A further challenge was the requirement to run the whole course alongside your partner. And to cross the line together holding hands, gazing into each others eyes, and looking very much in love. Katja and I share modest competitive streaks, and luckily our 5th place out of 50 couples made the podium, as a prize was the minimum demanded by my valentine. The reward was a romantic meal in the city’s Country Club and big brownie-points for boyfriend. Surely this had to be my favorite run?

But now the challenge doubles – in just a few days time it’s the Angkor 10km run. One of the amazing perks of volunteering in such a beautiful place as Cambodia is to run in a World Heritage Site, past - in fact through - ancient, awe-inspiring temples. The route starts at the iconic Angkor Wat, winds past the enigmatically smiling Bayon heads, and explores the remarkable Khmer city of Angkor Thom. Wouldn’t this be anyone’s favourite run?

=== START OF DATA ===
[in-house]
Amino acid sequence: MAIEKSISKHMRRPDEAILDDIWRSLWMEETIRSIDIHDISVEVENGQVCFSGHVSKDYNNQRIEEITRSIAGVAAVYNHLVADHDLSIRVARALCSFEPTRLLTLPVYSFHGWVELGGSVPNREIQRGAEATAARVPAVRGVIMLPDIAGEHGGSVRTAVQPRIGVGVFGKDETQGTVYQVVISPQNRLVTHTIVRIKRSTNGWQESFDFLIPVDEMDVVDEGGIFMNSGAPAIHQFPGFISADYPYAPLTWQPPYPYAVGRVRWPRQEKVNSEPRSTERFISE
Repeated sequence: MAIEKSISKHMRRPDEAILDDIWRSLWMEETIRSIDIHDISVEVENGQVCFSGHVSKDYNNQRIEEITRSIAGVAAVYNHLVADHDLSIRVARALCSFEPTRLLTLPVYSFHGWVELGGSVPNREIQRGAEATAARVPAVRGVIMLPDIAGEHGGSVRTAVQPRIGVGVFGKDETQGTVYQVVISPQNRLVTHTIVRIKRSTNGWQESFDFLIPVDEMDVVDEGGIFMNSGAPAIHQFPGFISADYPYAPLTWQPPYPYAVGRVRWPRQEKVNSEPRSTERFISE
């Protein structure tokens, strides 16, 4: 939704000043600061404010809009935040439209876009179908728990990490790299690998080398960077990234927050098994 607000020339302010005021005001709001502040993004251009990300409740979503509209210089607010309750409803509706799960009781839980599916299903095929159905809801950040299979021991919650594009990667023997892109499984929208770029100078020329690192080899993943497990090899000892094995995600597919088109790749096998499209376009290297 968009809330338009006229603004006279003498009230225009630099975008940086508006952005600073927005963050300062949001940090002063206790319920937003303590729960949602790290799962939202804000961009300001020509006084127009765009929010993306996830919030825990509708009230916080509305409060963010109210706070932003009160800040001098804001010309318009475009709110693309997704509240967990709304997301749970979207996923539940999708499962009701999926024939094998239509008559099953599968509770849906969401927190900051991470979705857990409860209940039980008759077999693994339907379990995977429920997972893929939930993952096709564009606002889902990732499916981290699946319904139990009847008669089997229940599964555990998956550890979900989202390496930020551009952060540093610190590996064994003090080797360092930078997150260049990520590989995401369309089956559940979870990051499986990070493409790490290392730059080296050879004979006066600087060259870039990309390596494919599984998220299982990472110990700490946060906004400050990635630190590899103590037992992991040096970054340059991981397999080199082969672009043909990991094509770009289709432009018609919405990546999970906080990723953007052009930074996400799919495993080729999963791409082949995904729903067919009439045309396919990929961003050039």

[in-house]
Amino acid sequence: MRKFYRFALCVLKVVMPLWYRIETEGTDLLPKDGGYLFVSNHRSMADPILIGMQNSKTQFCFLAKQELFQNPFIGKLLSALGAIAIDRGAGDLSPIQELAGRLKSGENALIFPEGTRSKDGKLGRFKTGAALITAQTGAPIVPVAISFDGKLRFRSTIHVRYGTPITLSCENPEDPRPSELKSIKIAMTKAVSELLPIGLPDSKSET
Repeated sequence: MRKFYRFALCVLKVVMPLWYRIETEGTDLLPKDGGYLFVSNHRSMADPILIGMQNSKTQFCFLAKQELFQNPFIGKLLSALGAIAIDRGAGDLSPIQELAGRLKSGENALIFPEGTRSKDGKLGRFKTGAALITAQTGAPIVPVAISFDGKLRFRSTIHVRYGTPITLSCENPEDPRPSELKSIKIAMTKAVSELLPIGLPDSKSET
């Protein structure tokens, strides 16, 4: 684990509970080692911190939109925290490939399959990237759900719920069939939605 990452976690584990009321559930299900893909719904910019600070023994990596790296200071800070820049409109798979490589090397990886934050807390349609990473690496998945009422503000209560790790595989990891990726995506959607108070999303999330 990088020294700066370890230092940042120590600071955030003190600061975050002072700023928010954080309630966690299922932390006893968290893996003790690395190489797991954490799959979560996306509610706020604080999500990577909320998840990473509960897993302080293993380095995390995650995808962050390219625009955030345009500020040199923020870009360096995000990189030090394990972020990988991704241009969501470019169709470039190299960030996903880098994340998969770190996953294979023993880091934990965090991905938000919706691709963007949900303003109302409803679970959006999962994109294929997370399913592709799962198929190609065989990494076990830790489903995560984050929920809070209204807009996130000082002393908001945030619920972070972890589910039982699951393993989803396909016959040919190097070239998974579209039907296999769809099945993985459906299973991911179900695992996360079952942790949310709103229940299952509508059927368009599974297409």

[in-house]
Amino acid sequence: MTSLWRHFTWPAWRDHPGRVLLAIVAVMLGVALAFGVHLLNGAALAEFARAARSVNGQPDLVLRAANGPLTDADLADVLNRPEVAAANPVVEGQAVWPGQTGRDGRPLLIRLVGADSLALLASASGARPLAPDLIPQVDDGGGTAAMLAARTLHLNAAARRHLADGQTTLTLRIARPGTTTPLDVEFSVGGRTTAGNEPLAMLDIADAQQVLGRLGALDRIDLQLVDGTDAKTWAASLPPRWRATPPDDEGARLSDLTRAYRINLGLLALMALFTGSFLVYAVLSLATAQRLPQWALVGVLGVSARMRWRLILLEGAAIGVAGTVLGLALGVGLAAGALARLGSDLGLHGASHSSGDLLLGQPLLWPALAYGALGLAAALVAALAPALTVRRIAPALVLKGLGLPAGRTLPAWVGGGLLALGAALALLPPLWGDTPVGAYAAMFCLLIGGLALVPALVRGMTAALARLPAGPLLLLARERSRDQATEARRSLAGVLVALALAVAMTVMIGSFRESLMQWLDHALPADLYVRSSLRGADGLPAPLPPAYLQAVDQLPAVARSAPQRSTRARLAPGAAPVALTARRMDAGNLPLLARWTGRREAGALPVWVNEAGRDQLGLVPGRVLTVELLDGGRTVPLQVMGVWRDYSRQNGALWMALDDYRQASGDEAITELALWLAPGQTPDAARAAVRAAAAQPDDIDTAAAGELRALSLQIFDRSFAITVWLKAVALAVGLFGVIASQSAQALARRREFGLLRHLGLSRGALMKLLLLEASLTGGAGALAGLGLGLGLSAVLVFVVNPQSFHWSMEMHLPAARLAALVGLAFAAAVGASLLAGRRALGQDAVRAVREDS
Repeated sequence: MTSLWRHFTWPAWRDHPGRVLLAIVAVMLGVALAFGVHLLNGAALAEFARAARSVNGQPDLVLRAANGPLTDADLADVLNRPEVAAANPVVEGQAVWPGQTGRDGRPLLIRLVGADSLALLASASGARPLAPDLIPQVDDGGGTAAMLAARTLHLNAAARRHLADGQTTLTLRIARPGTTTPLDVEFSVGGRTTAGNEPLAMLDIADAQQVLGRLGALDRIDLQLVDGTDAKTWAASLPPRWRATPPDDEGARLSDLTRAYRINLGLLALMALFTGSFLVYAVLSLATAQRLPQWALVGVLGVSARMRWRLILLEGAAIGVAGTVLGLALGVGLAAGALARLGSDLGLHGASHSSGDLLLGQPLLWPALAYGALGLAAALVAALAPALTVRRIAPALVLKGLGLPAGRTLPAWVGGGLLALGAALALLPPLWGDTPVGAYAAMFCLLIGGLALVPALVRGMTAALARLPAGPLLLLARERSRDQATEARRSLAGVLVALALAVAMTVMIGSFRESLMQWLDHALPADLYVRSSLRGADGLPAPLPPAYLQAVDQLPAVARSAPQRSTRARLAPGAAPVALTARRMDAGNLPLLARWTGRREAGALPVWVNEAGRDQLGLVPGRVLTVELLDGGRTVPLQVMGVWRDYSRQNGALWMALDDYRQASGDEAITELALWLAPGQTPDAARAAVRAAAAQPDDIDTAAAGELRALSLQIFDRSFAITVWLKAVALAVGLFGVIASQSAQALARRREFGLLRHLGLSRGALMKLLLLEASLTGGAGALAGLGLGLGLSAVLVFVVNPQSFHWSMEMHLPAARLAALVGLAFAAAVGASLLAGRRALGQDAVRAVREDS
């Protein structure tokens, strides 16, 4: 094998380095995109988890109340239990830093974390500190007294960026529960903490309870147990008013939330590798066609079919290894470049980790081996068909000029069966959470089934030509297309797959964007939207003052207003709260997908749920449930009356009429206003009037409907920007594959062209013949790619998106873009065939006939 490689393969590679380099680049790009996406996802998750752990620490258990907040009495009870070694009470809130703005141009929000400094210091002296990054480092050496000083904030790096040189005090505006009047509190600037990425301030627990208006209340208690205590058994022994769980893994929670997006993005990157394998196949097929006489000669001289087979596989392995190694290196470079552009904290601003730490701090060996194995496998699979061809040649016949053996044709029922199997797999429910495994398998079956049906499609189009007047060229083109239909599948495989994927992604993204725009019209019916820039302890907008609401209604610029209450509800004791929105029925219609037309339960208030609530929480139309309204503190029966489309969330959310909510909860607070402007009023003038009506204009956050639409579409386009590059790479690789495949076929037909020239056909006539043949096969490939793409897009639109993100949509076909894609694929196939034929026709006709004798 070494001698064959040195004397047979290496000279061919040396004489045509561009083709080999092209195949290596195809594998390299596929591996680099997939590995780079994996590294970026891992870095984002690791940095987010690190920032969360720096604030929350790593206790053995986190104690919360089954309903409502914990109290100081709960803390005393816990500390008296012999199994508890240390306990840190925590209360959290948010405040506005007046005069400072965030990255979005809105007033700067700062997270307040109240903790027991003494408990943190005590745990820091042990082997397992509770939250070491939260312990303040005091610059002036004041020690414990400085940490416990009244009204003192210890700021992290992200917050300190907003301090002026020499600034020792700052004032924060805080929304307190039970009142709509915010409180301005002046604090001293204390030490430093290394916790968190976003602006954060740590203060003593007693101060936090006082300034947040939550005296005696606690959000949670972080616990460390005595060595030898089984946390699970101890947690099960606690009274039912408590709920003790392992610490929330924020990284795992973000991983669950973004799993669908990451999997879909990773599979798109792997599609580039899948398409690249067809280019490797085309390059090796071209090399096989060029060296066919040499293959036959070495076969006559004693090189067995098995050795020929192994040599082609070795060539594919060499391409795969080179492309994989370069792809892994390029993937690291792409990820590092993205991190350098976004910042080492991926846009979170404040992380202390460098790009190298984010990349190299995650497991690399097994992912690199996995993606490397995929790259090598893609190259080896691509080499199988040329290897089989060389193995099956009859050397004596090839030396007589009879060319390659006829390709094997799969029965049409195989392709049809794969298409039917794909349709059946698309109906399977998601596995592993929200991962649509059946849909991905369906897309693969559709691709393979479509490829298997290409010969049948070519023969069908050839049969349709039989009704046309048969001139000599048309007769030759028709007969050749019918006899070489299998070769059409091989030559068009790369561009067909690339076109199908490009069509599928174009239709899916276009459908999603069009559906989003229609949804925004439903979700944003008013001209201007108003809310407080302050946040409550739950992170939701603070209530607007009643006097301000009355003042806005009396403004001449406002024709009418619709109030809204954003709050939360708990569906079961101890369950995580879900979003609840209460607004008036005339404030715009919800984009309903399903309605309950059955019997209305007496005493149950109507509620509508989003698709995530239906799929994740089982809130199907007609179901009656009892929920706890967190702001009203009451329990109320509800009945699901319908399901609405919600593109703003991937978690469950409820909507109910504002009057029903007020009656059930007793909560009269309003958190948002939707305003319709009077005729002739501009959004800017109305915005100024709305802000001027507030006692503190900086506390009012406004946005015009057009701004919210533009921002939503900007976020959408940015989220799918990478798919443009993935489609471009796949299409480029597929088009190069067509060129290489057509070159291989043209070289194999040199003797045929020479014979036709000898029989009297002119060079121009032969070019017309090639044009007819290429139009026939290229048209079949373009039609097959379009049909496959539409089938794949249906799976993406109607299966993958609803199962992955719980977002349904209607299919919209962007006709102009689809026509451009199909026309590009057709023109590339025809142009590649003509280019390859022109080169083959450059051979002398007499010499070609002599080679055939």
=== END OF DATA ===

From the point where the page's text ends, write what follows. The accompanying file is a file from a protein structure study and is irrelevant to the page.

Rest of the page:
Yet in athletics - I am reliably informed - there is always room for an underdog. Now that I have overcome my aversion to 5.30am starts, faced off the snarling dogs (I think there’s still sleep in their eyes too), and learned to laugh off the howling derision of my fellow villagers – well, now I think I might just be learning to love running here. And when I watched the sun rise over the misty green rice fields this morning, even my hardened heart melted and I had to admit – this might be my favourite run of all.

Tuesday, November 23, 2010

A Health & Safety Nightmare?

It’s nothing short of hilarious for the crowds lining Phnom Penh’s riverfront for the annual water festival.